What Are App Execution Aliases, and How Do You Use Them?


Get to know all about App Execution aliases on Windows.

If you’re trying to open an app like Microsoft Paint in the Run Dialog and see an error message, it could be caused by your app aliases. But what exactly are App Execution Aliases, where do you find them, and how do you use them?

What Are App Execution Aliases?

An alias is an alternative name given to something. The most obvious example is the codename given to a spy or undercover agent. On Windows, aliases have nothing to do with spying. Instead, they are used for streamlining tasks, such as entering commands.

Windows 10 and 11 both allow aliases to be declared for some apps by default. The available apps vary but are often those commonly associated with command line tools. Giving an app an alias allows it to be executed using a shorter title rather than the full name or path.

App aliases can be used in several Windows Command Line Interfaces (CLI), including the Run Dialog, Command Prompt, and PowerShell. If you use these tools with any regularity, app aliases can help to streamline entering commands.

How to Enable App Execution Aliases in Settings

You can enable and disable aliases for compatible apps in the main settings in both Windows 10 and 11. If more than one app uses the same alias name, you can choose which has the alias applied to it.

In Windows 11:

  1. Open Settings > Apps, and look for Advanced app settings.
  2. In the advanced app settings, click App execution aliases to see the list of compatible apps.
  3. Use the slider switches to enable or disable the alias for each app. You can see the alias name below each app.

app aliases in windows 11

In Windows 10:

  1. If you’re using Windows 10, you’ll find the aliases in Settings > Apps & features.
  2. Click the App execution aliases link near the top of the Apps & features page.
  3. You can then enable and disable aliases using the switches.

app aliases in Windows 10

By default, in both Windows 10 and 11, you can only enable or disable existing app aliases. But if you don’t mind editing the Registry, you can create new aliases for many other apps.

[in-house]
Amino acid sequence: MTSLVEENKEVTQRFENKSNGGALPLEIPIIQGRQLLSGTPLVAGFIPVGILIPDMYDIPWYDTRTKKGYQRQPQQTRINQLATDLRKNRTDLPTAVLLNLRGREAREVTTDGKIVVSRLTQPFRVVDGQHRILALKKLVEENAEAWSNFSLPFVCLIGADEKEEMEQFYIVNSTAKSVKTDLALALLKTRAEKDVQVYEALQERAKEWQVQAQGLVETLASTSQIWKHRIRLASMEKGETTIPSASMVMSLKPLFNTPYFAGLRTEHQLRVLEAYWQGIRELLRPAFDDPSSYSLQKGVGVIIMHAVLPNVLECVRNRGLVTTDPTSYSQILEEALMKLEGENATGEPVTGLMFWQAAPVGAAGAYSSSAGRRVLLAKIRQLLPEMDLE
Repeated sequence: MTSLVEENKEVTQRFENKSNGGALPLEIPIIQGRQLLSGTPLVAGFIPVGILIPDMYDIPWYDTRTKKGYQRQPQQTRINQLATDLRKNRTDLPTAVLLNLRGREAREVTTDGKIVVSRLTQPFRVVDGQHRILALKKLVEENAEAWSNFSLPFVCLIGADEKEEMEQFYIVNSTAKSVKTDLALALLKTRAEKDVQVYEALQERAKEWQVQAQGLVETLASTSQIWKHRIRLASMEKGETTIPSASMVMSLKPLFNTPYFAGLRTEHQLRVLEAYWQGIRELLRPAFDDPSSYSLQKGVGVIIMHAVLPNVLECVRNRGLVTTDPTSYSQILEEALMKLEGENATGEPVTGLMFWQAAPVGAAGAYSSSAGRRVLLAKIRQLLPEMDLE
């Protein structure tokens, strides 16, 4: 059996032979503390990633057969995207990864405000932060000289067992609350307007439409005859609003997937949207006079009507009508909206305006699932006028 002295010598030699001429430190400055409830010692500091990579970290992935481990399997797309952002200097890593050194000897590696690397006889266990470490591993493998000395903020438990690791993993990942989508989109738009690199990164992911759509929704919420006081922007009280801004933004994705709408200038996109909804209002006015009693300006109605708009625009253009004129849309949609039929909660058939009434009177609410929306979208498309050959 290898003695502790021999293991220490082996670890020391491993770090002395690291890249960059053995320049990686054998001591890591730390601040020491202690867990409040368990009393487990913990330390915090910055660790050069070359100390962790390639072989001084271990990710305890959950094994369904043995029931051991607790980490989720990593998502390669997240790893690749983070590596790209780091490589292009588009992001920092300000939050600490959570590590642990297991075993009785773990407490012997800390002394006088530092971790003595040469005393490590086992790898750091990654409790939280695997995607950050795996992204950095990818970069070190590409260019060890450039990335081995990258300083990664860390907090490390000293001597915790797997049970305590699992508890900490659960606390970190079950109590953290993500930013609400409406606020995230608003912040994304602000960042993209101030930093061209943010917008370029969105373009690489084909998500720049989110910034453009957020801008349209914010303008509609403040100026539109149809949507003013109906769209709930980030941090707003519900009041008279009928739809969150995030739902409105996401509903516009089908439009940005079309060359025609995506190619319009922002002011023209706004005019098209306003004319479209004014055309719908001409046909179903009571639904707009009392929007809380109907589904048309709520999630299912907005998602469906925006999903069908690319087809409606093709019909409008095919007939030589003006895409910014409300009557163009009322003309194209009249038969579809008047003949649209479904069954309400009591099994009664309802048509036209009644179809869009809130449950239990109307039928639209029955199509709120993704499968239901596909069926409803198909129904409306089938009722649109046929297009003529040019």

Create App Execution Aliases in Registry Editor

Before editing or creating registry keys, it is advisable to create a full backup of the Windows Registry. Of course, you should also ensure you understand how to restore the Registry from that backup.

The process below for creating app execution aliases in the Registry Editor should be the same in both Windows 10 and 11.

  1. Open Windows Search, type Registry Editor, and click on the search result to open it.
  2. In the editor, navigate to HKEY_CURRENT_USER\Software\Microsoft\Windows\CurrentVersion\App Paths.
  3. Next, right-click on the App Paths key in the left-hand pane, and select New > Key.
  4. Give the new key an alias name that relates to the app and ends with .exe. For example, if the alias is for Calendar, call it something like cal.exe.
  5. With the alias selected, double-click the Default value in the right-hand pane.
    editing app aliases in registry editor

  6. In the Value data field, you will need to enter the full path to the app executable file. For example C:\Program Files (x86)\Calendar.exe.
  7. Right-click in the right pane and select New > String value. Name the string path. The change the Value data to the same path as above, but without the app filename.

You can now close the Registry Editor. The new App Execution Alias will now be available to use in the Windows CLIs.

Using and Creating App Execution Aliases

Entering commands into tools such as Command Prompt and PowerShell can be laborious. You can streamline that process by enabling or creating aliases for apps that commonly feature in those commands. Why type out a full path to an executable file when you can point to it with a few keystrokes?


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